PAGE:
The Enhanced Polar Outflow Probe (e-POP) onboard the Canadian CAScade Smallsat and Ionospheric Polar Explorer (CASSIOPE) satellite will again support Amateur Radio citizen science by listening for signals during ARRL Field Day, June 24-25. The HamSCI citizen science initiative says that, from a radio science perspective, Field Day is an ideal time for e-POP to study the structure of Earth’s ionosphere using participants’ transmissions. HamSCI was started by ham-scientists who study upper atmospheric and space physics.
One of e-POP’s instruments is the Radio Receiver Instrument (RRI), a digital receiver with four 3-meter monopole antennas. Its scientific objective is to study natural and artificial radio emissions from 10 Hz to 18 MHz. The RRI’s monopoles can be electronically configured into a crossed-dipole setup, and it has two data channels — one for each dipole. Each channel is sampled at 62.5 kHz and passed through a 30-kHz bandpass.
During Field Day 2015, the RRI was activated for 2 minutes while e-POP was just north of Milwaukee, on a southeasterly heading. RRI was in a crossed-dipole configuration, with its two channels tuned to 3.525 and 7.525 MHz, respectively. A spectrogram that summarizes the results shows that not only were CW transmissions visible on the 40-meter channel (B), but they were only observed for about the first 30 seconds, even though the Reverse Beacon Network (RBN) showed that these stations transmitted throughout the experiment period. No signals were received on the 80-meter channel (A), and, at least theoretically, those signals should not have been able to penetrate the ionosphere and propagate to the RRI during the experiment.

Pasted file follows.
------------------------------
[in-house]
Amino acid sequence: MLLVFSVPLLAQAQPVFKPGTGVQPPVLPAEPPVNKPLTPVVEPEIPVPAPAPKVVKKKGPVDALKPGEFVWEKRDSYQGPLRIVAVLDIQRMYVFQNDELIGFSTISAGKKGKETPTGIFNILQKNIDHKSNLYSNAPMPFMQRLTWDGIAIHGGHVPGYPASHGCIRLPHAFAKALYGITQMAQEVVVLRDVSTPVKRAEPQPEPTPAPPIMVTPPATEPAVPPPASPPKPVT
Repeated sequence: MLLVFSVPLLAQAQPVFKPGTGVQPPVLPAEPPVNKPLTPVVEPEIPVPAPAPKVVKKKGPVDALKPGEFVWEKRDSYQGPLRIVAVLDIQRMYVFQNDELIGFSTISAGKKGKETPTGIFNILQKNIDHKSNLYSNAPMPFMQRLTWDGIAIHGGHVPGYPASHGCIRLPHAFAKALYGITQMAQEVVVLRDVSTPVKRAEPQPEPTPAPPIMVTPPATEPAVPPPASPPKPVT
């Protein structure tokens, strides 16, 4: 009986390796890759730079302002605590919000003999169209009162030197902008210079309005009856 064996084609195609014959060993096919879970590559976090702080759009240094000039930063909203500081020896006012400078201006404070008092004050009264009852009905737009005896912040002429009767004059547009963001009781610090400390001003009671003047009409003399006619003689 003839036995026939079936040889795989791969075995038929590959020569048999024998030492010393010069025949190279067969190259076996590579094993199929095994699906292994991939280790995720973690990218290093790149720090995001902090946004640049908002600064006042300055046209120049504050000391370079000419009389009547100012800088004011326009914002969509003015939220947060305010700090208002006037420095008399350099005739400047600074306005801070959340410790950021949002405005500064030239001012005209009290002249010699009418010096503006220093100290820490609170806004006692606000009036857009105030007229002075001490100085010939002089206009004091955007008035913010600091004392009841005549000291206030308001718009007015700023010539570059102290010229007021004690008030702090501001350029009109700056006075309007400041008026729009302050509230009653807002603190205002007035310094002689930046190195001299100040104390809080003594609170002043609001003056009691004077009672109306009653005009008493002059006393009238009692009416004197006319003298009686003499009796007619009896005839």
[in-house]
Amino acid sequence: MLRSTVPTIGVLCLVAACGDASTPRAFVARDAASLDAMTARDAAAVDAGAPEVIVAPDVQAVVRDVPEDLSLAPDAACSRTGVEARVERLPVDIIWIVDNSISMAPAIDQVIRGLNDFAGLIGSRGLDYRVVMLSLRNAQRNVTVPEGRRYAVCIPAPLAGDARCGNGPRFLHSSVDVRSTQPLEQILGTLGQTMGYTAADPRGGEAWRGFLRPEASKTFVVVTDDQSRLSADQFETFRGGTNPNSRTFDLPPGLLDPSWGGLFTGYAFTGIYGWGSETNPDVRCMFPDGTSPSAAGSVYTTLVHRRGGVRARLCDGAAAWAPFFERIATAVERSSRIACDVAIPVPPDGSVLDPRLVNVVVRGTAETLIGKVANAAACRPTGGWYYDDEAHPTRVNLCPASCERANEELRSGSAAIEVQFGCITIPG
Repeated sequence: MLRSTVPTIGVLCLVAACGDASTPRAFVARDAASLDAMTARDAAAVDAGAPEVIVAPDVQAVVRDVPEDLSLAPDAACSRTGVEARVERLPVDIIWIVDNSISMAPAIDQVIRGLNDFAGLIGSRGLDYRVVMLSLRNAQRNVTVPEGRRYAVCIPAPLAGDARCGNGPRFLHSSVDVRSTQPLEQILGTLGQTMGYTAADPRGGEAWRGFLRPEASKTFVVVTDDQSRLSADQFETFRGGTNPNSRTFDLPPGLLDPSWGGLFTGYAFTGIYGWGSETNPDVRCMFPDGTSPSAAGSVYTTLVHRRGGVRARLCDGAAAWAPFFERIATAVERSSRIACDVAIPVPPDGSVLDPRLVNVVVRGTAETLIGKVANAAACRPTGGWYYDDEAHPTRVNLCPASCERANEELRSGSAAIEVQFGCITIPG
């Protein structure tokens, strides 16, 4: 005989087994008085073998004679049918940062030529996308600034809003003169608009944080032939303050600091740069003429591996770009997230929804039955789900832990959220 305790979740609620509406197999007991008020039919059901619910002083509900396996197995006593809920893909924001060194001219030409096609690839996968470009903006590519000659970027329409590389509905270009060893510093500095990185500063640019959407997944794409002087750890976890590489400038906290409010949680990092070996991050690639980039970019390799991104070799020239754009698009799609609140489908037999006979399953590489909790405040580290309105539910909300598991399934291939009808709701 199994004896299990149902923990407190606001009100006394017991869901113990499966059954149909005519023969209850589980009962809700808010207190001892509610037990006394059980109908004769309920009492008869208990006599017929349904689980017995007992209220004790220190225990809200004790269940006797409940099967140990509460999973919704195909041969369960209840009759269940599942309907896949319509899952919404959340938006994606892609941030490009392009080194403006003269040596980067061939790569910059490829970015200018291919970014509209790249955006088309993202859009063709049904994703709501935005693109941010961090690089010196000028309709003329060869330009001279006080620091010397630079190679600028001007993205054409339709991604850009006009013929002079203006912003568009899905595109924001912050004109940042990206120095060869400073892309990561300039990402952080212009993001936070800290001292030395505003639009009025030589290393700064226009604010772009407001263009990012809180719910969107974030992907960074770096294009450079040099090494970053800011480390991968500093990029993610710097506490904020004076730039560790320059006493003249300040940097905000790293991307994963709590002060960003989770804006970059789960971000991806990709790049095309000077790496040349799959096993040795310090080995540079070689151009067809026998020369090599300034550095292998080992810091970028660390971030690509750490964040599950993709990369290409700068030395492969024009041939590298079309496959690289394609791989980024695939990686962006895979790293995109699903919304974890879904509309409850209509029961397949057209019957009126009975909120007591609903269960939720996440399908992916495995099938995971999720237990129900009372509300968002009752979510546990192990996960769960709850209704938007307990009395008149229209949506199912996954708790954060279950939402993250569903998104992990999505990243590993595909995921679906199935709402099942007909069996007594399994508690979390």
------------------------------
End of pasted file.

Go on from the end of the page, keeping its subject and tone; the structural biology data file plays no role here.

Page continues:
The signals heard can be used to study HF propagation, and the advantage of using Amateur Radio transmissions is that call signs readily identify a signal’s source, which can be fed into a HF ray trace model, and then used to elucidate the properties of the ionosphere during the experiment. During Field Day 2015, 23 call signs were identified.
One hypothesis under investigation is that is that the ham signals disappeared as the spacecraft headed south into latitudes where the ionosphere was denser and blocked the transmissions.
For Field Day 2017, e-POP will dedicate all of its resources to studying HF radio wave propagation using ham radio transmissions. The RRI will be tuned to the 40 and 80-meter CW bands, although precise frequencies have not yet been determined. RRI is scheduled to be activated 6 times, in 10-minute increments, over Field Day weekend.
All 2017 Field Day participants are encouraged to transmit on the 40 and 80 meters during the times indicated in this chart.
|Pass||Date||Time (UTC)||Alt (km)||Direction||Region|
|1||June 24||2232-2242||800||NS||East Coast|
|3||June 25||0154-0204||800||NS||West Coast|
|4||June 25||1135-1145||1350||SN||East Coast|
|6||June 25||1458-1508||1350||SN||West Coast|
My wife surprised me at the end of 2020 with a new random box of goodies from Wish and AliExpress. Today we unbox some of these ODD radios and radio accesories. Read more
There’s an incredible amount of radio signals. It’s impossible to know them all, let alone recognize them. So why not get help from SignalID? At the moment, it recognizes about twenty signals (the exhaustive list is below) With... Read more
Testing My Mini 64:1 Half-Wave End-Fed Antenna Transformer. Read more
This is the third in a series of videos following my efforts to track down a source of local QRM / Radio Interference. Following the build of a succes... Read more
“We are bringing in 2021 with Tuesdays with Tim, K3LR and Jeff,KB8ZWT discussing HF antennas. Did you recently upgrade from tech to general? Tha... Read more